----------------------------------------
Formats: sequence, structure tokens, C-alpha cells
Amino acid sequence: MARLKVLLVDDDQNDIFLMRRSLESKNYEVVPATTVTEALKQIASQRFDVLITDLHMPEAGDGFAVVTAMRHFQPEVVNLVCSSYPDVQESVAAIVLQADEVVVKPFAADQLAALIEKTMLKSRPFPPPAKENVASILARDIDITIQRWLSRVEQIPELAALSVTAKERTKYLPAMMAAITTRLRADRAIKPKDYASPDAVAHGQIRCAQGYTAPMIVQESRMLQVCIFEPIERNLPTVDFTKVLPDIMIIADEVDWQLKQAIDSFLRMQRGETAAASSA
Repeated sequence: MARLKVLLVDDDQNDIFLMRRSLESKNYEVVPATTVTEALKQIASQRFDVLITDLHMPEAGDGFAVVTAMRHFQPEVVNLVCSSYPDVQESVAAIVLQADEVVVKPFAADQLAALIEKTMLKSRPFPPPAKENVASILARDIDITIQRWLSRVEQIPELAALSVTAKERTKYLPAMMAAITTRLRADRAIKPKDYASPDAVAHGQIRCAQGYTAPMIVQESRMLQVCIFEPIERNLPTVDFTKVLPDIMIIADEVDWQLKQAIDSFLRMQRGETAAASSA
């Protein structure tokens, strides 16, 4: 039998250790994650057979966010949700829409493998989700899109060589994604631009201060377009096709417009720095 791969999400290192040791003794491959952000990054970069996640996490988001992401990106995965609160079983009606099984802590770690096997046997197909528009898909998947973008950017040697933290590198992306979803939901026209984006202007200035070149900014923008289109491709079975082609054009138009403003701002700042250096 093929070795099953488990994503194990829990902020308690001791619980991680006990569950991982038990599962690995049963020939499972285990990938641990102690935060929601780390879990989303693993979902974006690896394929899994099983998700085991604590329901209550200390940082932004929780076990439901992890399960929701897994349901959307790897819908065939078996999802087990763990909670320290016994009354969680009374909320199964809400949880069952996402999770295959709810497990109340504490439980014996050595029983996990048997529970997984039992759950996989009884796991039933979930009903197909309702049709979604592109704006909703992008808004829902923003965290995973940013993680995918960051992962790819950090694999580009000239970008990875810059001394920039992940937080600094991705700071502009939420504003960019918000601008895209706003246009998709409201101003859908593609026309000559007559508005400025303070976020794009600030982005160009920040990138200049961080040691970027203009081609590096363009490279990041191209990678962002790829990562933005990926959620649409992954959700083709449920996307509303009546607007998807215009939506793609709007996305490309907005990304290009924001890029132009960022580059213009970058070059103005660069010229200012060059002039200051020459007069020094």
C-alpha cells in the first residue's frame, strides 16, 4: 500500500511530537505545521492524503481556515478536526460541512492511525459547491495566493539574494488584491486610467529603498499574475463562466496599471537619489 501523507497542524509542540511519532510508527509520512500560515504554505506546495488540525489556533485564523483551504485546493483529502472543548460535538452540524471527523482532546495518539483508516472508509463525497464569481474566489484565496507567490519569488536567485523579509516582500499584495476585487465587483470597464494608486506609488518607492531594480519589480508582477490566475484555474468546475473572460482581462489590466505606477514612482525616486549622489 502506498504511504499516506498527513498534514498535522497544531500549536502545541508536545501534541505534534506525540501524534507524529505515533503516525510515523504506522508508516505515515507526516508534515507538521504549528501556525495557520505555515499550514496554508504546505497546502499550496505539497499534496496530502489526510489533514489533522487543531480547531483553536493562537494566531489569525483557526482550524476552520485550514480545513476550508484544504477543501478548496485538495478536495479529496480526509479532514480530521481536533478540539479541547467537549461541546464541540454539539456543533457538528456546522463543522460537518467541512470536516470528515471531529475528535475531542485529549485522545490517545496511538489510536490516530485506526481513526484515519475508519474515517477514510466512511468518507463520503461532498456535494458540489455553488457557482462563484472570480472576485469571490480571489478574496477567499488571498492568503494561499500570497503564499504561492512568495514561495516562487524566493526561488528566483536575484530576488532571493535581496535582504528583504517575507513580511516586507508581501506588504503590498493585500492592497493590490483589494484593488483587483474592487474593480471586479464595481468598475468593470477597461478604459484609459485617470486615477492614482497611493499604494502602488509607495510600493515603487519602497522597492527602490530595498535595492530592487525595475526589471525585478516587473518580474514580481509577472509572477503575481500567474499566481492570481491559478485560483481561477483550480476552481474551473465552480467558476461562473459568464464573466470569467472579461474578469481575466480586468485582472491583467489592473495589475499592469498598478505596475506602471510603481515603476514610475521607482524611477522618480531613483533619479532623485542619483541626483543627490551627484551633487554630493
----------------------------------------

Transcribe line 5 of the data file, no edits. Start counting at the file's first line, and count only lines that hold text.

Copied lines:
C-alpha cells in the first residue's frame, strides 16, 4: 500500500511530537505545521492524503481556515478536526460541512492511525459547491495566493539574494488584491486610467529603498499574475463562466496599471537619489 501523507497542524509542540511519532510508527509520512500560515504554505506546495488540525489556533485564523483551504485546493483529502472543548460535538452540524471527523482532546495518539483508516472508509463525497464569481474566489484565496507567490519569488536567485523579509516582500499584495476585487465587483470597464494608486506609488518607492531594480519589480508582477490566475484555474468546475473572460482581462489590466505606477514612482525616486549622489 502506498504511504499516506498527513498534514498535522497544531500549536502545541508536545501534541505534534506525540501524534507524529505515533503516525510515523504506522508508516505515515507526516508534515507538521504549528501556525495557520505555515499550514496554508504546505497546502499550496505539497499534496496530502489526510489533514489533522487543531480547531483553536493562537494566531489569525483557526482550524476552520485550514480545513476550508484544504477543501478548496485538495478536495479529496480526509479532514480530521481536533478540539479541547467537549461541546464541540454539539456543533457538528456546522463543522460537518467541512470536516470528515471531529475528535475531542485529549485522545490517545496511538489510536490516530485506526481513526484515519475508519474515517477514510466512511468518507463520503461532498456535494458540489455553488457557482462563484472570480472576485469571490480571489478574496477567499488571498492568503494561499500570497503564499504561492512568495514561495516562487524566493526561488528566483536575484530576488532571493535581496535582504528583504517575507513580511516586507508581501506588504503590498493585500492592497493590490483589494484593488483587483474592487474593480471586479464595481468598475468593470477597461478604459484609459485617470486615477492614482497611493499604494502602488509607495510600493515603487519602497522597492527602490530595498535595492530592487525595475526589471525585478516587473518580474514580481509577472509572477503575481500567474499566481492570481491559478485560483481561477483550480476552481474551473465552480467558476461562473459568464464573466470569467472579461474578469481575466480586468485582472491583467489592473495589475499592469498598478505596475506602471510603481515603476514610475521607482524611477522618480531613483533619479532623485542619483541626483543627490551627484551633487554630493